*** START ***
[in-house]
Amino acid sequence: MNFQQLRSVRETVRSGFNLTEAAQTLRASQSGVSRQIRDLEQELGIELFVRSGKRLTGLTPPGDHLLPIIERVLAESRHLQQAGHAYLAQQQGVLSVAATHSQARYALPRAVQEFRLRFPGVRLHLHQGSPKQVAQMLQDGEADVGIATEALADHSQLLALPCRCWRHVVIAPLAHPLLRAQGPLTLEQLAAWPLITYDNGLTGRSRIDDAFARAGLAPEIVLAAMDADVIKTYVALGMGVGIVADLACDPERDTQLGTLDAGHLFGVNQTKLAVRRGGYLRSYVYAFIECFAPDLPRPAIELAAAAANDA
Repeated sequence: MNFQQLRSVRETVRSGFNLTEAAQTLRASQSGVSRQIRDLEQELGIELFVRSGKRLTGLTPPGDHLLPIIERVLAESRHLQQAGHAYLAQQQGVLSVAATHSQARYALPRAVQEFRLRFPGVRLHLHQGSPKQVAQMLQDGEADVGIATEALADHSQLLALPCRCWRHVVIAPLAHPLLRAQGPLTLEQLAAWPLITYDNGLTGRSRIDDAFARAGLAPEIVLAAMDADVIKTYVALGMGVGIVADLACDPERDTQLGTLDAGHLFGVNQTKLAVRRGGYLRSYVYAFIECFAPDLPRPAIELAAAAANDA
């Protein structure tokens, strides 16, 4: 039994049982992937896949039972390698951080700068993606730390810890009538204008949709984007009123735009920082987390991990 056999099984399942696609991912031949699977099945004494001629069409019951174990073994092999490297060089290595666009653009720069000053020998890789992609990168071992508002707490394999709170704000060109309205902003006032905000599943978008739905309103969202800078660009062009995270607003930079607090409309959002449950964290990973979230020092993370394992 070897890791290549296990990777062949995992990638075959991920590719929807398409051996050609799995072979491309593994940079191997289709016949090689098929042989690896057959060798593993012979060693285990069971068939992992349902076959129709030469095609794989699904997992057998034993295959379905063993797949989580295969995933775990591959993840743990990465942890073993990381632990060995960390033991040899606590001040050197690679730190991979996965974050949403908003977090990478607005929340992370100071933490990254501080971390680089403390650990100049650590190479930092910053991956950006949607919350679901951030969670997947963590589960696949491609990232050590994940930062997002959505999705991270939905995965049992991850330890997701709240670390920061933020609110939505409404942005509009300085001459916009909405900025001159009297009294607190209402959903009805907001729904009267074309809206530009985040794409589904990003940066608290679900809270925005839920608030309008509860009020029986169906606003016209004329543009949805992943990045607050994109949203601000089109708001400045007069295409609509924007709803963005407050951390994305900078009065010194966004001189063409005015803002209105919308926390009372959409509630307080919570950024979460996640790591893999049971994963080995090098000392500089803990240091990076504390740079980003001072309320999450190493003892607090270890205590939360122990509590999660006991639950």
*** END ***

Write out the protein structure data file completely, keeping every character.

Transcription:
[in-house]
Amino acid sequence: MNFQQLRSVRETVRSGFNLTEAAQTLRASQSGVSRQIRDLEQELGIELFVRSGKRLTGLTPPGDHLLPIIERVLAESRHLQQAGHAYLAQQQGVLSVAATHSQARYALPRAVQEFRLRFPGVRLHLHQGSPKQVAQMLQDGEADVGIATEALADHSQLLALPCRCWRHVVIAPLAHPLLRAQGPLTLEQLAAWPLITYDNGLTGRSRIDDAFARAGLAPEIVLAAMDADVIKTYVALGMGVGIVADLACDPERDTQLGTLDAGHLFGVNQTKLAVRRGGYLRSYVYAFIECFAPDLPRPAIELAAAAANDA
Repeated sequence: MNFQQLRSVRETVRSGFNLTEAAQTLRASQSGVSRQIRDLEQELGIELFVRSGKRLTGLTPPGDHLLPIIERVLAESRHLQQAGHAYLAQQQGVLSVAATHSQARYALPRAVQEFRLRFPGVRLHLHQGSPKQVAQMLQDGEADVGIATEALADHSQLLALPCRCWRHVVIAPLAHPLLRAQGPLTLEQLAAWPLITYDNGLTGRSRIDDAFARAGLAPEIVLAAMDADVIKTYVALGMGVGIVADLACDPERDTQLGTLDAGHLFGVNQTKLAVRRGGYLRSYVYAFIECFAPDLPRPAIELAAAAANDA
């Protein structure tokens, strides 16, 4: 039994049982992937896949039972390698951080700068993606730390810890009538204008949709984007009123735009920082987390991990 056999099984399942696609991912031949699977099945004494001629069409019951174990073994092999490297060089290595666009653009720069000053020998890789992609990168071992508002707490394999709170704000060109309205902003006032905000599943978008739905309103969202800078660009062009995270607003930079607090409309959002449950964290990973979230020092993370394992 070897890791290549296990990777062949995992990638075959991920590719929807398409051996050609799995072979491309593994940079191997289709016949090689098929042989690896057959060798593993012979060693285990069971068939992992349902076959129709030469095609794989699904997992057998034993295959379905063993797949989580295969995933775990591959993840743990990465942890073993990381632990060995960390033991040899606590001040050197690679730190991979996965974050949403908003977090990478607005929340992370100071933490990254501080971390680089403390650990100049650590190479930092910053991956950006949607919350679901951030969670997947963590589960696949491609990232050590994940930062997002959505999705991270939905995965049992991850330890997701709240670390920061933020609110939505409404942005509009300085001459916009909405900025001159009297009294607190209402959903009805907001729904009267074309809206530009985040794409589904990003940066608290679900809270925005839920608030309008509860009020029986169906606003016209004329543009949805992943990045607050994109949203601000089109708001400045007069295409609509924007709803963005407050951390994305900078009065010194966004001189063409005015803002209105919308926390009372959409509630307080919570950024979460996640790591893999049971994963080995090098000392500089803990240091990076504390740079980003001072309320999450190493003892607090270890205590939360122990509590999660006991639950």